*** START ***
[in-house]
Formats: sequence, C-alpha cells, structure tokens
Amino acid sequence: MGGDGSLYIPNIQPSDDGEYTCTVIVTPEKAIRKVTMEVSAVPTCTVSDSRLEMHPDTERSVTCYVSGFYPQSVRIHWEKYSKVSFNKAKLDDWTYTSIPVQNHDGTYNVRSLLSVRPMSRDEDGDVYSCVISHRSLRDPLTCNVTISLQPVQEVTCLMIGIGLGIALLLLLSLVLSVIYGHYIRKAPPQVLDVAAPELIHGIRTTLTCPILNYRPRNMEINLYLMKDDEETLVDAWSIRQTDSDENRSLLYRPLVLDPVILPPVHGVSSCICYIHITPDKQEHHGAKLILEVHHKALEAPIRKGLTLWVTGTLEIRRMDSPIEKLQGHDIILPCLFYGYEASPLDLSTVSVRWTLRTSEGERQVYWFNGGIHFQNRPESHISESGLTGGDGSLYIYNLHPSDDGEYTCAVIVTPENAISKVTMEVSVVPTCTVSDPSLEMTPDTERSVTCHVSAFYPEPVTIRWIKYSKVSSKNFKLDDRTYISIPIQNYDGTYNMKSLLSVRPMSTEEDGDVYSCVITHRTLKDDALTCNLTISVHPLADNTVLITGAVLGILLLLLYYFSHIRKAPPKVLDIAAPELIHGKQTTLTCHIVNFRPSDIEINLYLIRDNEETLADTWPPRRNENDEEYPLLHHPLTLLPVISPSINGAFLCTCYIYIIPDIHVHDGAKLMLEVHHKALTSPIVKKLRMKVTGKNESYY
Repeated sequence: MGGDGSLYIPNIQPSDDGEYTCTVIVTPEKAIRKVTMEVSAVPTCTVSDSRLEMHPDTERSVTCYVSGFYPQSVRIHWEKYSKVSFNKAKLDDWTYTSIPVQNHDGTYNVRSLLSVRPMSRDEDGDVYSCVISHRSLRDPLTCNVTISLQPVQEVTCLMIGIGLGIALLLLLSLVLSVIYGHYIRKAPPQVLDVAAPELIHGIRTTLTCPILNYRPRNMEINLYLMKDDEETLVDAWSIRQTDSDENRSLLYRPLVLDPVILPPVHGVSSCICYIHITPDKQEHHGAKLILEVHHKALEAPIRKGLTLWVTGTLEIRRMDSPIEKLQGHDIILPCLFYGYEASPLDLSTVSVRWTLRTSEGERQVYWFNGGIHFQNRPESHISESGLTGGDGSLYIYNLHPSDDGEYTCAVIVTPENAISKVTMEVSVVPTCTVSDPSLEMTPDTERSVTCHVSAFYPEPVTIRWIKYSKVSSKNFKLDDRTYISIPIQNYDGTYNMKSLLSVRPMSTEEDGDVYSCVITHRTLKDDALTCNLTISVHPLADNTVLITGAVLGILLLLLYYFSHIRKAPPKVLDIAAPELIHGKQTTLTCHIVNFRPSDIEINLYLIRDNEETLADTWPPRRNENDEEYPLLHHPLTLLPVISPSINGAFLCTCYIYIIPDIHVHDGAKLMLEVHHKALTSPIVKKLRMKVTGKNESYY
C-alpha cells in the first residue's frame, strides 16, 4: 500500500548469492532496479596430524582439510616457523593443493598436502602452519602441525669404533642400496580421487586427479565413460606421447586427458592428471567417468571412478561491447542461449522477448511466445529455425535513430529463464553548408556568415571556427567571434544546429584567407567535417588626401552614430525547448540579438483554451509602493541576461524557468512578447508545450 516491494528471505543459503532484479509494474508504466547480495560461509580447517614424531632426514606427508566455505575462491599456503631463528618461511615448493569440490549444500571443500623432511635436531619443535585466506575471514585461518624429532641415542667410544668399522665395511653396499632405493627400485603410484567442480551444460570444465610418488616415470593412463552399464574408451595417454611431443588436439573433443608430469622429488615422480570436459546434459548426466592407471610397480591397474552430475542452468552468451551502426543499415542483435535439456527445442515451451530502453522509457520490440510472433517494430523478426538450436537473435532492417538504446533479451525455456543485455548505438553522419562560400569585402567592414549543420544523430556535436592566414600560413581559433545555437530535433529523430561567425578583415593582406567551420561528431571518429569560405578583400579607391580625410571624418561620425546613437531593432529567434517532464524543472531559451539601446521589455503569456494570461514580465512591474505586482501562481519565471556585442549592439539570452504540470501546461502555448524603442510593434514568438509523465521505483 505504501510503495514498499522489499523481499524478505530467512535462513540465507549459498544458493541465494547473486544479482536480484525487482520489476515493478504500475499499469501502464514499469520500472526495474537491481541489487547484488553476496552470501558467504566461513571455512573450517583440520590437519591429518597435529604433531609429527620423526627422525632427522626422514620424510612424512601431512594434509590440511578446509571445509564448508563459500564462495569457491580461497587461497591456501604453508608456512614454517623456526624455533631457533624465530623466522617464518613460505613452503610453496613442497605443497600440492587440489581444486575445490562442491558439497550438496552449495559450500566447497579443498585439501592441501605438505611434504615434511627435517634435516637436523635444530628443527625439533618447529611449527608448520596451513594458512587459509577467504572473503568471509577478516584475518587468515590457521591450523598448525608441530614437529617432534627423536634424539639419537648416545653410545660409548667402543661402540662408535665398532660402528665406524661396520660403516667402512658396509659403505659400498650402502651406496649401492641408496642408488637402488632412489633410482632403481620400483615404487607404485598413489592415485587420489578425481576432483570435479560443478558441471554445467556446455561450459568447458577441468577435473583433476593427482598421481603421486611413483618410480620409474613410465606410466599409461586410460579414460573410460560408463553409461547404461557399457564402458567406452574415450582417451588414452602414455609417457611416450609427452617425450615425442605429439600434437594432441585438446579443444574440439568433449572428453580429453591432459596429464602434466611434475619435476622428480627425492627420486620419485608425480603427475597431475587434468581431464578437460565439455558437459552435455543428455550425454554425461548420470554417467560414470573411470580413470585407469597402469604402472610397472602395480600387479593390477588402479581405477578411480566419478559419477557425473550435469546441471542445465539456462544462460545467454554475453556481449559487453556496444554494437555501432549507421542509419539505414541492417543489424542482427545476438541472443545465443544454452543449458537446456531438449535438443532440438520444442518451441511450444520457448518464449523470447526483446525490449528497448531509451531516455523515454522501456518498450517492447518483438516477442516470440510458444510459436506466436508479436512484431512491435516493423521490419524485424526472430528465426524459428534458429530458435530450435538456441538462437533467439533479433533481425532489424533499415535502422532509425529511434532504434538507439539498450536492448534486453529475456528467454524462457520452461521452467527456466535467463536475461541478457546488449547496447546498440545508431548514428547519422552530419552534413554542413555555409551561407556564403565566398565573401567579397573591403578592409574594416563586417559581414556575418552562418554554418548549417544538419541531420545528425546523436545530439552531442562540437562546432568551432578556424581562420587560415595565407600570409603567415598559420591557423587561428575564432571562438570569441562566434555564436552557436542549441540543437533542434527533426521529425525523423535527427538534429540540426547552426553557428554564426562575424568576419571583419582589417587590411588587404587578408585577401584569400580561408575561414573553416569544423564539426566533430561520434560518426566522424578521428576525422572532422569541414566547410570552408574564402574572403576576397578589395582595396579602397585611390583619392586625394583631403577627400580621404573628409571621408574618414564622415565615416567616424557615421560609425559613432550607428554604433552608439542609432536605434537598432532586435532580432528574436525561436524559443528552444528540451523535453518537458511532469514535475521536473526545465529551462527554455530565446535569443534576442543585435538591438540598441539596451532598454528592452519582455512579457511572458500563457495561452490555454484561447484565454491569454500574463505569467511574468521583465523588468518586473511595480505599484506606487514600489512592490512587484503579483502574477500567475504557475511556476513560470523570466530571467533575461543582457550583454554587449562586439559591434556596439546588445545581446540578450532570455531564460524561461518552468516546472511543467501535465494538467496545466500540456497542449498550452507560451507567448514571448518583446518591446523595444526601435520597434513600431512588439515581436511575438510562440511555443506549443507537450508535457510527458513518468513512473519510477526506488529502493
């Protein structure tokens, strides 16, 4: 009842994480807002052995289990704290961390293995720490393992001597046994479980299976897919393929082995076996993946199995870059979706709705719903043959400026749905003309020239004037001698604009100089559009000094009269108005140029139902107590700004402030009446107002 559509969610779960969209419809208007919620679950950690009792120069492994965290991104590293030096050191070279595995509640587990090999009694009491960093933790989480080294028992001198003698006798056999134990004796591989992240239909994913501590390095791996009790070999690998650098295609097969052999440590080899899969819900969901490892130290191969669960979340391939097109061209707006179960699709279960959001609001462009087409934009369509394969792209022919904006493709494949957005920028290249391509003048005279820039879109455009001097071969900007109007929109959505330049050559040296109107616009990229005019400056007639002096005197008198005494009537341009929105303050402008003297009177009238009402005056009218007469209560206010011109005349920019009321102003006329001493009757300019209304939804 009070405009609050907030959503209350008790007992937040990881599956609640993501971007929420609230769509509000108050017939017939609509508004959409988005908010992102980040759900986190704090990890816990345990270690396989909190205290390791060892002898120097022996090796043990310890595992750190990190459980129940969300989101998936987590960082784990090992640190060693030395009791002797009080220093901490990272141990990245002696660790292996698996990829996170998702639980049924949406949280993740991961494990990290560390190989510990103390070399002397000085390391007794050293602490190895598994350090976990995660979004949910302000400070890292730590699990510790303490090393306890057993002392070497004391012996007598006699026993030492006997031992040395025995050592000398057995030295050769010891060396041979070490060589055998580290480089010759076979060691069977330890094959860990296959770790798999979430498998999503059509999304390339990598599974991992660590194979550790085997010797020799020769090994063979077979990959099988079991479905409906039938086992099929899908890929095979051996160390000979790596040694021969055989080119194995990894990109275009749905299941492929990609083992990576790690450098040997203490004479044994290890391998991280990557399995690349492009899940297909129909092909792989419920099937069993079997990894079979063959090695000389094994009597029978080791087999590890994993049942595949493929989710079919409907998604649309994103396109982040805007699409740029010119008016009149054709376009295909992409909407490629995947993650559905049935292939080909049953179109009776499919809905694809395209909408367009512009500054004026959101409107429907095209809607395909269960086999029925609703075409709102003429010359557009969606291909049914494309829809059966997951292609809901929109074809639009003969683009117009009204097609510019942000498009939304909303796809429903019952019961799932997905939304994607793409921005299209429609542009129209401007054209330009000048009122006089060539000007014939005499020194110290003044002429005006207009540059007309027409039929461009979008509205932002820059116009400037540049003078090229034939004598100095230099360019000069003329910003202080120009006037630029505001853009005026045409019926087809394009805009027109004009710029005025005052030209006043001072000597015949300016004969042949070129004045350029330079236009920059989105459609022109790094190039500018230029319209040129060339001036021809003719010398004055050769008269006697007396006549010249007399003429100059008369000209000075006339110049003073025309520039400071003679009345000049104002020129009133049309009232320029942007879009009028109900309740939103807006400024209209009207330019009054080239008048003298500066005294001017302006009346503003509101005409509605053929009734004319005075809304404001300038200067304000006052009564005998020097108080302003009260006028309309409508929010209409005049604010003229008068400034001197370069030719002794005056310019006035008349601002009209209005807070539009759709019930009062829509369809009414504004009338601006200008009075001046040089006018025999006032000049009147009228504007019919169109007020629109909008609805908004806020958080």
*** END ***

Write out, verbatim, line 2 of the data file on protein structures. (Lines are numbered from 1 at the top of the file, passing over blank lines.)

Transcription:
Formats: sequence, C-alpha cells, structure tokens